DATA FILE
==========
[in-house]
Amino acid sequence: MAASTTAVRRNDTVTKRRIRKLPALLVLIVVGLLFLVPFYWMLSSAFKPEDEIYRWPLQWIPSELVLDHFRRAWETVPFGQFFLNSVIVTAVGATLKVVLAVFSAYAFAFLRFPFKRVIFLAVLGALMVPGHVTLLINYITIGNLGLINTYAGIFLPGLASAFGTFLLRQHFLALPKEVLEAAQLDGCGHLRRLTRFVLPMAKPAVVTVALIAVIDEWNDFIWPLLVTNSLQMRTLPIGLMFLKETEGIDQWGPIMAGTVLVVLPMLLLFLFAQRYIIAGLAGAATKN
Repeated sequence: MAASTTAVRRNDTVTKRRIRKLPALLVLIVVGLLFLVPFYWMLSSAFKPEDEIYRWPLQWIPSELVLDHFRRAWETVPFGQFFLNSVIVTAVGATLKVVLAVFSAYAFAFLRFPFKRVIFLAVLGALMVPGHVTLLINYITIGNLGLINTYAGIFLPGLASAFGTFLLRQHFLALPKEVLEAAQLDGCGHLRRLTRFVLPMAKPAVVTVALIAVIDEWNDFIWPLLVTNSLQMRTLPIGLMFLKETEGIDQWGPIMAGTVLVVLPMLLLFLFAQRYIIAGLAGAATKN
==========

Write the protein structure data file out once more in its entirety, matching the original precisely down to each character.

[in-house]
Amino acid sequence: MAASTTAVRRNDTVTKRRIRKLPALLVLIVVGLLFLVPFYWMLSSAFKPEDEIYRWPLQWIPSELVLDHFRRAWETVPFGQFFLNSVIVTAVGATLKVVLAVFSAYAFAFLRFPFKRVIFLAVLGALMVPGHVTLLINYITIGNLGLINTYAGIFLPGLASAFGTFLLRQHFLALPKEVLEAAQLDGCGHLRRLTRFVLPMAKPAVVTVALIAVIDEWNDFIWPLLVTNSLQMRTLPIGLMFLKETEGIDQWGPIMAGTVLVVLPMLLLFLFAQRYIIAGLAGAATKN
Repeated sequence: MAASTTAVRRNDTVTKRRIRKLPALLVLIVVGLLFLVPFYWMLSSAFKPEDEIYRWPLQWIPSELVLDHFRRAWETVPFGQFFLNSVIVTAVGATLKVVLAVFSAYAFAFLRFPFKRVIFLAVLGALMVPGHVTLLINYITIGNLGLINTYAGIFLPGLASAFGTFLLRQHFLALPKEVLEAAQLDGCGHLRRLTRFVLPMAKPAVVTVALIAVIDEWNDFIWPLLVTNSLQMRTLPIGLMFLKETEGIDQWGPIMAGTVLVVLPMLLLFLFAQRYIIAGLAGAATKN